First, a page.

The Justice not Profit campaign opposes the Government’s introduction of U.S.-style “class action” lawsuits into the UK legal system. It also highlights the dangers of a growing and unregulated third party litigation funding industry. We believe the integrity of our legal system is now under serious threat.
The Justice not Profit campaign seeks to build a broad coalition of support to call on the Government to stop those who exploit the civil justice system for profit and to protect consumers and businesses alike.
The Justice not Profit campaign believes that some of the Government’s changes to the legal system pose a serious threat to consumers and businesses and undermines the effective administration of justice.
1. Class actions
We are concerned that U.S.-style class actions, including class actions with “opt-out” features, will increase the volume and coercive power of litigation, regardless of whether claims have any merit.
The UK already allows group litigation in different ways.
The recent introduction of “opt-out” litigation allows self-elected “representatives” to bring cases to court on behalf of everyone in the UK who may potentially have been harmed by a breach of competition law. For example, if you potentially suffered loss as a result of anti-competitive conduct, someone could bring a claim to court on your behalf (and on behalf of everyone in a similar position) without asking you, or even telling you.
Unless you choose to “opt-out” of the claim, your rights will be automatically determined in the case, even if you do not take part. You may not even be aware that the case is taking place on your behalf.
Moreover, the ability of someone to hold themselves out as representing a large group of consumers, many of whom may not know they are claimants in a lawsuit, can be used to force a settlement from the company that is accused of wrongdoing, even when it has a good defence. Businesses are often compelled to settle simply to avoid the expense and negative publicity of litigation (particularly mass litigation). Ultimately these settlements cost all consumers in higher prices as the increased cost of doing business is passed on.
Similar issues can arise with “opt-in” collective actions, but at least in these cases claimants must choose to take part. A system which allows self-interested law firms or investors in litigation to claim to represent everyone in the UK, makes the problems with the proposed “opt-out” system particularly severe.
2. Third party litigation funding
We are concerned that third party litigation funding (TPLF) is gradually converting the civil justice system into a means for profit-making third parties–who have no connection to claimants, and who are subject to no regulatory framework–to hijack disputes for their own ends.
TPLF is the practice where an outside party, with no direct interest in the claim, funds a lawsuit as an investment in exchange for a share of any payout from the claim.
Litigation funders are solely motivated by the potential profit in a lawsuit and not a just outcome for the claimant.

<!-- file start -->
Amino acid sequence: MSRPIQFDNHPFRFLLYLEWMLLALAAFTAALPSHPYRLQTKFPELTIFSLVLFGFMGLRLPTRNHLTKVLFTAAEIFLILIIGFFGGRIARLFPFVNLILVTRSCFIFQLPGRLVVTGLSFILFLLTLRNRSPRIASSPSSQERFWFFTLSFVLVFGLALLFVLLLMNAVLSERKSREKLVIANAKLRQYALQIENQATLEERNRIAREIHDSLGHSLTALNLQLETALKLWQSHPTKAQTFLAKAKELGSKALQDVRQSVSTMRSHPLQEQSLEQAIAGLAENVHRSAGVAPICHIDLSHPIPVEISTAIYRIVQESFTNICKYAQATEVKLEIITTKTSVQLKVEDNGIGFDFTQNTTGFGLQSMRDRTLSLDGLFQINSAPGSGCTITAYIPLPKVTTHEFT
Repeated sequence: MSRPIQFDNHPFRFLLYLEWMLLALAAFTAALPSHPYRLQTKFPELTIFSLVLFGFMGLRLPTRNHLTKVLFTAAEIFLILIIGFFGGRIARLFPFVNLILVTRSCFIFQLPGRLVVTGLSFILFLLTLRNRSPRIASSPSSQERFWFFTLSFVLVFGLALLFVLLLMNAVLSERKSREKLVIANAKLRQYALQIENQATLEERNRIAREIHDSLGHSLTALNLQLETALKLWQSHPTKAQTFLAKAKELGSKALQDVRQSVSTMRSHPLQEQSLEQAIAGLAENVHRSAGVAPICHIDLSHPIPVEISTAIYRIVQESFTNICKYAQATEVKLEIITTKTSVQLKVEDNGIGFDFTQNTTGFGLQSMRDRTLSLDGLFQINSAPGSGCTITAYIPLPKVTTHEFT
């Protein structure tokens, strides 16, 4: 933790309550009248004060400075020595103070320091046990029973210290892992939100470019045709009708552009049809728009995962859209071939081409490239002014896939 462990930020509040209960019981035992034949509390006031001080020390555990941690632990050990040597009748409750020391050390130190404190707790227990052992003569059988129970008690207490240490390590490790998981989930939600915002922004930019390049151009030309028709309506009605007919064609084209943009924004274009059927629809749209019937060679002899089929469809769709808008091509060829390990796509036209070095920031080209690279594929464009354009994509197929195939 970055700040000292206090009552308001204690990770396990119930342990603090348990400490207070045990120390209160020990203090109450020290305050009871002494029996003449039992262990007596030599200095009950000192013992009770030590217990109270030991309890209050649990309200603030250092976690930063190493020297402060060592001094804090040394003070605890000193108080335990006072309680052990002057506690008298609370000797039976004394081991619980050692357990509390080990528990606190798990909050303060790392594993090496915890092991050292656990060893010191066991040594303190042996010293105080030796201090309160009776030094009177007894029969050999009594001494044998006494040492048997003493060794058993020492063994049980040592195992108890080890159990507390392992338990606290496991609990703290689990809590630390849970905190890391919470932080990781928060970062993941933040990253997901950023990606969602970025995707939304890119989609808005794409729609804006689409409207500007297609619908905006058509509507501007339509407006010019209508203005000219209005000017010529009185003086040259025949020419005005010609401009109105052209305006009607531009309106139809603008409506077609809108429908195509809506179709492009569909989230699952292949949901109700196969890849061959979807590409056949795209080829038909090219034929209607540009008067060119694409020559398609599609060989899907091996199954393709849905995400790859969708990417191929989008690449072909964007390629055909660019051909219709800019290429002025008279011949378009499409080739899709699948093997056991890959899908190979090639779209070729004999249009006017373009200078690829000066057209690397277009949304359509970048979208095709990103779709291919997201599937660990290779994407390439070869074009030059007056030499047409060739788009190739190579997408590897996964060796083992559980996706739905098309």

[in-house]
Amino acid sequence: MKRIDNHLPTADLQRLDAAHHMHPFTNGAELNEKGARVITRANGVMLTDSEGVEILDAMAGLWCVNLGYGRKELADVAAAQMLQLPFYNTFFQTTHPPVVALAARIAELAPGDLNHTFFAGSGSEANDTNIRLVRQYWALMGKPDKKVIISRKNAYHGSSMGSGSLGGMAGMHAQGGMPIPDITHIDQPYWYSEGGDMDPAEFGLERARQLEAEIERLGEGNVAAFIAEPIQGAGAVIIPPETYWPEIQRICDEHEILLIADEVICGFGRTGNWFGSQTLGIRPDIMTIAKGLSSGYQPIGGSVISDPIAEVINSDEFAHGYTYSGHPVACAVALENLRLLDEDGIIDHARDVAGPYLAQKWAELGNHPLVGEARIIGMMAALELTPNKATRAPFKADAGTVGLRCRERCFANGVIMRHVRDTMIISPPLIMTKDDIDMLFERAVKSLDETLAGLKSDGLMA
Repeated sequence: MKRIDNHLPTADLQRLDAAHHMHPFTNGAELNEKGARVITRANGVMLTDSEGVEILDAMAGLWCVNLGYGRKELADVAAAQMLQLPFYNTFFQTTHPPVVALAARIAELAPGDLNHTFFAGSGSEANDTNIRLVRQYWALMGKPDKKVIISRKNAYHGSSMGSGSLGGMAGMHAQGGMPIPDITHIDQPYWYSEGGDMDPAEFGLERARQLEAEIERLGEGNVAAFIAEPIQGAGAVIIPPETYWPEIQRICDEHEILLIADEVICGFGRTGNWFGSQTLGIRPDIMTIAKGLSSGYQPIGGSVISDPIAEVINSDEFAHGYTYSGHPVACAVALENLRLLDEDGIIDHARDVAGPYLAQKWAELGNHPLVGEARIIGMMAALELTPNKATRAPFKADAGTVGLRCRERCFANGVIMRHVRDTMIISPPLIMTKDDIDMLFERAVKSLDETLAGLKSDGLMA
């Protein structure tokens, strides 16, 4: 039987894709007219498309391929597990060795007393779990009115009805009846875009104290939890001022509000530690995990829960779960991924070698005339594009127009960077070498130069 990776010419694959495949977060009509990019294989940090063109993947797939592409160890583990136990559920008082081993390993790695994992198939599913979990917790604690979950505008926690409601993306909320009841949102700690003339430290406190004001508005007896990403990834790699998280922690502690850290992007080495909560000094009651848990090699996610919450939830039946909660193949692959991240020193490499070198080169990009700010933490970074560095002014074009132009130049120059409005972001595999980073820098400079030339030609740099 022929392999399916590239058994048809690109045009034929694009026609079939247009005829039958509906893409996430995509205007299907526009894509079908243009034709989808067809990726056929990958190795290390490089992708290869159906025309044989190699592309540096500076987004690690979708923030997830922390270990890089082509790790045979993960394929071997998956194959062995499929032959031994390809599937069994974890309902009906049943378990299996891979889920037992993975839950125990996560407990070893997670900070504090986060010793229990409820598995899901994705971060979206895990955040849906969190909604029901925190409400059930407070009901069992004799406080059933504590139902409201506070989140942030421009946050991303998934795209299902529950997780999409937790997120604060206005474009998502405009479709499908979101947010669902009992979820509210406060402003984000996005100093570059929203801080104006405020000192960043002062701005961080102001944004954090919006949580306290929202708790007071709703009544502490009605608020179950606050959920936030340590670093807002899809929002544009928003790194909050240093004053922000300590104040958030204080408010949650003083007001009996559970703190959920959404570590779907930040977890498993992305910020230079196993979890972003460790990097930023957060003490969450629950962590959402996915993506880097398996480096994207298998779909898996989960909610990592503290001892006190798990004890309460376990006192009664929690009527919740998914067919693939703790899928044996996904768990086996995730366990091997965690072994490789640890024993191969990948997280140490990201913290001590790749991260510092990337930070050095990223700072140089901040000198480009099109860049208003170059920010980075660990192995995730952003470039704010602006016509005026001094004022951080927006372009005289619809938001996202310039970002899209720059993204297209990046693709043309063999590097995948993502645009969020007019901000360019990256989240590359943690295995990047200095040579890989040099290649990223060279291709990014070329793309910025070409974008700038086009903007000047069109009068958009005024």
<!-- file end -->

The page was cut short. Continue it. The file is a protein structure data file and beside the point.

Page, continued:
Many of these funders are investment vehicles operated by hedge funds or other financial services firms. If the claim is successful, they take a substantial percentage of the proceeds, often up to 40 percent.
Their goal is exclusively “return on investment,” not justice. Whether the claims they support are speculative “have a go” claims or entirely justified is relevant only to the calculation of likely returns. The system allows private equity and other investors to gamble on the outcome of litigation. What’s worse is that funders are not even obliged to tell the people being sued or the court that they are involved, and that they stand to gain a huge portion of any award. Judges making awards might not realise that only a fraction of the damages they award will actually go to the persons on whose behalf the claim is brought.
* McKnight, David L., and Paul J. Hinton. International Comparison of Litigation Costs; Canada, Europe, Japan and the United States. Washington, DC: June 2013.
** Hinton, Paul, David McKnight, and Lawrence Powell. Costs and Compensation of the U.S. Tort System. Washington, DC: October 2018.
We draw our support from a range of backgrounds and professions, from small businesses to academia. We passionately believe that the justice system should be protected from abuse and profiteering.
Who is behind Justice not Profit?
The campaign is backed by the U.S. Chamber Institute for Legal Reform, a not-for-profit public advocacy organisation affiliated with the U.S. Chamber of Commerce, the world’s largest business federation, which represents the interests of more than three million businesses of all sizes, sectors and regions, in addition to state and local chambers and industry associations. Many of the U.S. Chamber’s members are companies that conduct substantial business in the UK or are British-owned and operated. ILR is therefore deeply interested in the orderly administration of justice in the UK.
ILR’s mission is to restore balance and ensure justice for both claimants and defendants, and maintain integrity within the civil legal system. We do this by creating broad awareness of the impact of litigation on society and by championing common sense legal reforms at the state, federal and global levels. Since its founding in 1998, ILR has worked diligently to limit the incidence of litigation abuse and has participated actively in legal reform efforts in the United States, the European Union, the UK and elsewhere.
ILR is sharing its experiences of the worst aspects of the U.S. litigation culture with UK policymakers and other stakeholders to protect the integrity of the UK’s civil justice system.
For more information on the Chamber’s Institute for Legal Reform please visit www.instituteforlegalreform.com